Who will play?


On such an historic occasion for Wigan Athletic it seemed in a strange way inappropriate to focus on lineups, tactics and the XI that turned out to represent the club in its first ever FA Cup final.

But it is the biggest game in the club’s history, so we decided to write this up as an add-on. If you haven’t already, please do give our preview a read. In the meantime, here is the traditional match preview.

While defending champions Manchester City were busy resting their eight of their starting XI during their 1-0 victory over West Brom — a team Wigan had spectacularly, but only just, beaten three days prior – Wigan suffered yet another season-ending injury. Ronnie Stam had only been on the pitch for a matter of seconds, before apparently breaking his leg.

The list of defenders unavailable to Roberto Martinez is now five strong: Ivan Ramis, Antolin Alcaraz, Maynor Figueroa, Jean Beausejour, Ronnie Stam. If Vincent Kompany, Joleon Lescott, Matija Nastajic, Gael Glichy and Alexander Kolarov were injured and missing, it is arguable that Manchester City would be a bit worried too.

But for a club of Wigan’s resources, the situation is disastrous — thus the defensive errors of the last two matches.

The good news is that the attack has been magnificent. Without creating that many chances, Wigan have managed seven top quality strikes in the past three matches, with scorers in each of the defensive, midfield and attacking lines.

The biggest question ahead of tomorrow’s FA Cup final must surely be who will play? Should Roberto field his strongest team, whatever that currently is given the injury crisis? Or should he reserve players for the crucial survival fixtures three and seven days later against Arsenal and Aston Villa?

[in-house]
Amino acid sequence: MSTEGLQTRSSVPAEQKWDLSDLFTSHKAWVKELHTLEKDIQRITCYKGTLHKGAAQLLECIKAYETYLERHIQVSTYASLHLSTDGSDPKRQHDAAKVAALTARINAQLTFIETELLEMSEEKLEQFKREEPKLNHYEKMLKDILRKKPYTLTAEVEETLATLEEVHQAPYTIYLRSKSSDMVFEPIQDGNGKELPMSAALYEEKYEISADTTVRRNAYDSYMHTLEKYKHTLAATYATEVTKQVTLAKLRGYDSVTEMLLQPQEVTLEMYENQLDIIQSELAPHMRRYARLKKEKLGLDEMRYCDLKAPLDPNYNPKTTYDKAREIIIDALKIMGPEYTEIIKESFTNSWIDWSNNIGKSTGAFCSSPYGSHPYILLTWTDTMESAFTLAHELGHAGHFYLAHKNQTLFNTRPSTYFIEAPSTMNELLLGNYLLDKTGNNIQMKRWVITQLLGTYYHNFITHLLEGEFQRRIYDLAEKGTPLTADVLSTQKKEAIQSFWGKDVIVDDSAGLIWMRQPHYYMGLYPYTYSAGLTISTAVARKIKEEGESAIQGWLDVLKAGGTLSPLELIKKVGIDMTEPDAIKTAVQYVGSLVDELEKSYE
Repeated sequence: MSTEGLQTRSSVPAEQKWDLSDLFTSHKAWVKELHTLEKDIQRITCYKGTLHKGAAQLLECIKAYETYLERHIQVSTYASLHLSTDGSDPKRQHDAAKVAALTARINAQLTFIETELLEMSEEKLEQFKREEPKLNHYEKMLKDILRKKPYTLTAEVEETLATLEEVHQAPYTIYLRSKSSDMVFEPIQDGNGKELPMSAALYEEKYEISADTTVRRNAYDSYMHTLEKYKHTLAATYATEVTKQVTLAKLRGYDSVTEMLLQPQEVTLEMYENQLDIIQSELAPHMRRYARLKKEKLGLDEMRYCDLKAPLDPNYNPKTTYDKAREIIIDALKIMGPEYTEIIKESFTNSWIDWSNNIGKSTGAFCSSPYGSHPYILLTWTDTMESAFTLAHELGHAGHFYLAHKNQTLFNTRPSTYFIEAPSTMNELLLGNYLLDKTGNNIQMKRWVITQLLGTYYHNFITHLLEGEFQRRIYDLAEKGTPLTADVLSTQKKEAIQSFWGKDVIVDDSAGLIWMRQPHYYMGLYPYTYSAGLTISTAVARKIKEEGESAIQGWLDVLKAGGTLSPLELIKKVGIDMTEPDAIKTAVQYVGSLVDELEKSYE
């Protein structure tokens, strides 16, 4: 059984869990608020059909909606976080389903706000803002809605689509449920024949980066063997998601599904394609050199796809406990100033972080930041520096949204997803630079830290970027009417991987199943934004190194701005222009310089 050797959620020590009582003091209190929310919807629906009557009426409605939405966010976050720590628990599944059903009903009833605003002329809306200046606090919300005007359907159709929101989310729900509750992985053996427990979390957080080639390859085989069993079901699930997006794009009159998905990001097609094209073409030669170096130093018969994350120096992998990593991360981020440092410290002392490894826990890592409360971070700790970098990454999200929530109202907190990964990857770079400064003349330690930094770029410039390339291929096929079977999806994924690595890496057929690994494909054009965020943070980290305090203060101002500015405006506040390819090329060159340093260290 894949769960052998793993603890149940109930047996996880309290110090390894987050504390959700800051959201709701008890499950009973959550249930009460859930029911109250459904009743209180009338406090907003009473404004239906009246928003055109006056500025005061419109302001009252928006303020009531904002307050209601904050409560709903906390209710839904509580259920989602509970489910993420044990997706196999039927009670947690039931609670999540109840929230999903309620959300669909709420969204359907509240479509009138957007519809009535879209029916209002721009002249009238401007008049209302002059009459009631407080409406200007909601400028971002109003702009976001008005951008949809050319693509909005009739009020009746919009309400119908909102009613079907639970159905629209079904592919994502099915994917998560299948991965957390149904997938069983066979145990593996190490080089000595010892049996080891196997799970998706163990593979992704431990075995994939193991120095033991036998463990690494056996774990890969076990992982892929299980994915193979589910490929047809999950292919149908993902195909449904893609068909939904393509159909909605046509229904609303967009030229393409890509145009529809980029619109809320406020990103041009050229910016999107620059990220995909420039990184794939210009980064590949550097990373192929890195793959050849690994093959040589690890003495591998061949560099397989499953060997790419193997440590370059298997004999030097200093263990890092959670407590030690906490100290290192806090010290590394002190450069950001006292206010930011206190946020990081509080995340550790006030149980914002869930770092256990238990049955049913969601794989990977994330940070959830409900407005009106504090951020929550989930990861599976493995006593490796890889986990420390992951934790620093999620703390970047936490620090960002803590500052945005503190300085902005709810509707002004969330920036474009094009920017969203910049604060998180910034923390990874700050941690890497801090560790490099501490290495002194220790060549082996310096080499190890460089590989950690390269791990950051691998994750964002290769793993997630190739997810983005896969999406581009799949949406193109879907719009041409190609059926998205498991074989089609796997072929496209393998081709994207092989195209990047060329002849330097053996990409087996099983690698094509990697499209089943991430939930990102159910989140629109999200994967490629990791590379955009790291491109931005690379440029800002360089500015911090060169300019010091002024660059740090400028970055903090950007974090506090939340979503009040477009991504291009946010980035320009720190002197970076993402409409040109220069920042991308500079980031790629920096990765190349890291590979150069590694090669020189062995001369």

One player whose presence will please most Latics supporters is Ali Al-Habsi. Given Martinez’s pattern of playing the current league reserve goalkeeper in cup fixtures it looks like the big Omani will return. The twist here is that it will be intriguing to see if Al-Habsi — something of a talisman to Wigan supporters — can perform well enough to keep his place for the final two league fixtures. Joel Robles is a really exciting prospect and talented young keeper, despite for his horrendous mistake against Tottenham.

It will be interesting to see if Martinez continues with Ben Watson in that hybrid role of part holding midfield player, part central defender. Martinez has done much for Latics in the realm of tactical innovation, but  the stats show that in the last three matches, using that new system,  they have let in seven goals. However, given the lack of defenders available to him, Martinez might have to use it again.

Wigan fans will pray that Antolin Alcaraz will return from injury in time for Saturday, although it appears unlikely. Gary Caldwell was vulnerable  against Swansea and is likely to struggle against City’s speedy forwards. Roger Espinoza was used on the left of defence against the Welsh team and looked like a fish out of water. If he is to play on the left he will need the support of a strong central defence.

It therefore appears that Martinez has two choices for his defensive lineup – persevere with his recent tactical plan or revert to a system with a back three and wing backs.